Operation Hardened Buckeye

MSI is pleased to announce the immediate formation and availability of Operation Hardened Buckeye!

This special program is dedicated to assisting Ohio’s Rural Electrical Cooperatives.

MSI will set up aggregated groups of Electrical Cooperatives and perform services and offer tools to the groups en-masse at discounted rates, as if they were one large company. Essentially, this allows the co-ops to leverage group buying, while still receiving individual reports, software licenses and overall group-level intelligence & metrics.

MSI will offer a package consisting of the following:

  • External Vulnerability Assessment with aggregated executive level reports/metrics & individual technical detail reports
  • An aggregated Targeted Threat Intelligence engagement with individual notifications of critical findings and an aggregated intelligence report for the group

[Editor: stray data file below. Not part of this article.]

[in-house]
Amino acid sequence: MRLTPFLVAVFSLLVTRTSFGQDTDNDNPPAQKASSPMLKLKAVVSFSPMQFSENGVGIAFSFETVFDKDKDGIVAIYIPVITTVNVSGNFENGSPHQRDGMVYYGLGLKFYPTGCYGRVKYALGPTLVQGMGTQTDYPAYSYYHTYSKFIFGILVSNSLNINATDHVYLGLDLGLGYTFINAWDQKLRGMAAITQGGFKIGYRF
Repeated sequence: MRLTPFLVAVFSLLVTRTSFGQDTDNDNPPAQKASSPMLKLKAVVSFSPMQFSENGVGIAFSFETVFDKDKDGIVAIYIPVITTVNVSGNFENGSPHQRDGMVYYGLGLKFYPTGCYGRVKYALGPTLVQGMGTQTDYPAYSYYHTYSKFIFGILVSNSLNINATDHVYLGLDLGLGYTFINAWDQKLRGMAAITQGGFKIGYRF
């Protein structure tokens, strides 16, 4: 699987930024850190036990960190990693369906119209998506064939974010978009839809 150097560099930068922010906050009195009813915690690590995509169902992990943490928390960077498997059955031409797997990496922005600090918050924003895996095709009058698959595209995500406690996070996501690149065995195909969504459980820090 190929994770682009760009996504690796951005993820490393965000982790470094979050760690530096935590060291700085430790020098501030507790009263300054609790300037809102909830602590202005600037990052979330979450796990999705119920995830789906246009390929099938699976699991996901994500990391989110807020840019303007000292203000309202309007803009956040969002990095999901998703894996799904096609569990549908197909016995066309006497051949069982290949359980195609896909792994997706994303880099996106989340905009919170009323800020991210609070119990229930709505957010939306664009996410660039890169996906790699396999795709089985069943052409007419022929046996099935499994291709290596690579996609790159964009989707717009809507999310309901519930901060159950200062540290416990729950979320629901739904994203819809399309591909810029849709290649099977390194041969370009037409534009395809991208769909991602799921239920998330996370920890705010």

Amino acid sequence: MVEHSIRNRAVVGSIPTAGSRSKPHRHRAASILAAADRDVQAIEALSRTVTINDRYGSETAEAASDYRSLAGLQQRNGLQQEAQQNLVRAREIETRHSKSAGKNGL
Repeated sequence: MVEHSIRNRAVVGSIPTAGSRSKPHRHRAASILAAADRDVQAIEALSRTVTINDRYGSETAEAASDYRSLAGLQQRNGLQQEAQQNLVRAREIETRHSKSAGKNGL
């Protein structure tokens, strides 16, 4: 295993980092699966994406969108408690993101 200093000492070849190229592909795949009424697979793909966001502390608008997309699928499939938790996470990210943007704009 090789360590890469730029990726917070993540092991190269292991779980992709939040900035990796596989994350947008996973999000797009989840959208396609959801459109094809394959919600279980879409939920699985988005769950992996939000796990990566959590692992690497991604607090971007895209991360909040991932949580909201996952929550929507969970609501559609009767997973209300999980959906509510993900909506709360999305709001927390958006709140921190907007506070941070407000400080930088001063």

• 3 HoneyPoint Agent licenses and a console license per co-op that participates
  • Deep discounts to individual co-ops who desire application assessment, internal vulnerability assessments, wireless assessments or other MSI professional services (including MSI::Vigilance & ICS Network Segregation Services)
  • Deep discounts for ongoing assessments and targeted threat intelligence as a service

Caveats: All assessments will be performed at the same time. Co-ops must each sign onto a common MSA. Each co-op will be billed for the total of the package divided by the number of participating co-ops. Co-ops must provide accurate IP address ranges for their external assessment.